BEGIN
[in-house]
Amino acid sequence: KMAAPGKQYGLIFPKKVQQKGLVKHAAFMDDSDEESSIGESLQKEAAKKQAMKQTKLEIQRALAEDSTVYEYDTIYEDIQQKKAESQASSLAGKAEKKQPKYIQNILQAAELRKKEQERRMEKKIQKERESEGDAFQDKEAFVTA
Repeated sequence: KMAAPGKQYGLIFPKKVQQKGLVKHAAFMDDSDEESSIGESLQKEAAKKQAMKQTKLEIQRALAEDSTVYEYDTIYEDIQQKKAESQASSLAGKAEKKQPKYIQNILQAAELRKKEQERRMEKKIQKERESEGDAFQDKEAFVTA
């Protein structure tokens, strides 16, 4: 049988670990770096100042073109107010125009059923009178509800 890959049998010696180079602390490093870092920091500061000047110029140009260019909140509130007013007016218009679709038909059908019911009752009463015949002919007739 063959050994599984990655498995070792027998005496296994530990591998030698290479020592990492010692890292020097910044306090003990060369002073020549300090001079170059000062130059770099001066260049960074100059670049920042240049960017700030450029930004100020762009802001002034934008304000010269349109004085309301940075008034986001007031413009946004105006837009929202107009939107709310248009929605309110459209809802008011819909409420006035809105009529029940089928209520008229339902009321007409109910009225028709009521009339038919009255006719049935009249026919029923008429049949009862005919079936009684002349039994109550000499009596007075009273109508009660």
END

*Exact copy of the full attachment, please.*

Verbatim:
[in-house]
Amino acid sequence: KMAAPGKQYGLIFPKKVQQKGLVKHAAFMDDSDEESSIGESLQKEAAKKQAMKQTKLEIQRALAEDSTVYEYDTIYEDIQQKKAESQASSLAGKAEKKQPKYIQNILQAAELRKKEQERRMEKKIQKERESEGDAFQDKEAFVTA
Repeated sequence: KMAAPGKQYGLIFPKKVQQKGLVKHAAFMDDSDEESSIGESLQKEAAKKQAMKQTKLEIQRALAEDSTVYEYDTIYEDIQQKKAESQASSLAGKAEKKQPKYIQNILQAAELRKKEQERRMEKKIQKERESEGDAFQDKEAFVTA
């Protein structure tokens, strides 16, 4: 049988670990770096100042073109107010125009059923009178509800 890959049998010696180079602390490093870092920091500061000047110029140009260019909140509130007013007016218009679709038909059908019911009752009463015949002919007739 063959050994599984990655498995070792027998005496296994530990591998030698290479020592990492010692890292020097910044306090003990060369002073020549300090001079170059000062130059770099001066260049960074100059670049920042240049960017700030450029930004100020762009802001002034934008304000010269349109004085309301940075008034986001007031413009946004105006837009929202107009939107709310248009929605309110459209809802008011819909409420006035809105009529029940089928209520008229339902009321007409109910009225028709009521009339038919009255006719049935009249026919029923008429049949009862005919079936009684002349039994109550000499009596007075009273109508009660």